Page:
Painting and art have been an essential part of my entire life. Some of my earliest memories include standing at the corner of my father’s easel under the glare of the clamp light and watching him paint images of cowboys and wildlife.
From childhood through graduate school I have studied painting, art history, and art education. I began teaching art thinking of myself as an artist who teaches. Fortunately I learned enough from my students to understand that teaching art is an art form in itself. I love sharing art with my students each day and I find it enriches my own identity as a painter. I just need more hours in the day to inspire the pursuit of art and actually pursue it myself.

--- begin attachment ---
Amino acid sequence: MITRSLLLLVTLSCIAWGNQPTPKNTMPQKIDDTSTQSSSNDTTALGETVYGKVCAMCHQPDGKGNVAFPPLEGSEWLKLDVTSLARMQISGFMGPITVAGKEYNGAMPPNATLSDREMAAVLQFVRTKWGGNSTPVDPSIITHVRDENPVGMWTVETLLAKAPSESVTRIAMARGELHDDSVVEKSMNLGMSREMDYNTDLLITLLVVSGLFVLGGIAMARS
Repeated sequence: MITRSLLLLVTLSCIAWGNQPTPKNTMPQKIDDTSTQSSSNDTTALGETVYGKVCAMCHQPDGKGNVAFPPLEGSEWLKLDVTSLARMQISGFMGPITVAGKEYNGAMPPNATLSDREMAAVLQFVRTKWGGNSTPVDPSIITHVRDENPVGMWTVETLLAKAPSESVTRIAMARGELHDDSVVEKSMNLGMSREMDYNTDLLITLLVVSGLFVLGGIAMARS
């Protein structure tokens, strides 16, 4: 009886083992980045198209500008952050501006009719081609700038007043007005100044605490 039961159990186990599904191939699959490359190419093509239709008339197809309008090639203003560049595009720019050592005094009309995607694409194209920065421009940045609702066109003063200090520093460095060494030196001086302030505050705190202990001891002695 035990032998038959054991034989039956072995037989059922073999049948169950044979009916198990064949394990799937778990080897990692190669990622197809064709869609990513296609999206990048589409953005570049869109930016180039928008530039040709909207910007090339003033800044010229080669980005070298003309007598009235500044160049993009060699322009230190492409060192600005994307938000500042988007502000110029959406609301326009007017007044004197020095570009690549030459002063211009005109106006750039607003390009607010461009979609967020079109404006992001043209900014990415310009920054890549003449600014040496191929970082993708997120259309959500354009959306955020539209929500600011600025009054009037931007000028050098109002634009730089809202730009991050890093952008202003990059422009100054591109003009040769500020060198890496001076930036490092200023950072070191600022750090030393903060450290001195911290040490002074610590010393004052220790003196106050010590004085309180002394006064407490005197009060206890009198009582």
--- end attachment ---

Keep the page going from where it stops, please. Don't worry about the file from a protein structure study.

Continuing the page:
Although I dabble as a plein air painter, I primarily work in my studio where I channel my life-long connection with horses into painting their forms and distinctive gestures. I am often questioned about my singular focus on horses and I have sincerely experimented with other subjects, but the horse as a figurative subject seems to be my inherent subject. Perhaps it all goes back to my first horse “Syrup,” a stocky little bay mare with a pretty-shaped head: I loved to just look at her as much as I loved to ride her. (Which is a good thing considering our rodeo days running barrels can be summed up with her name.)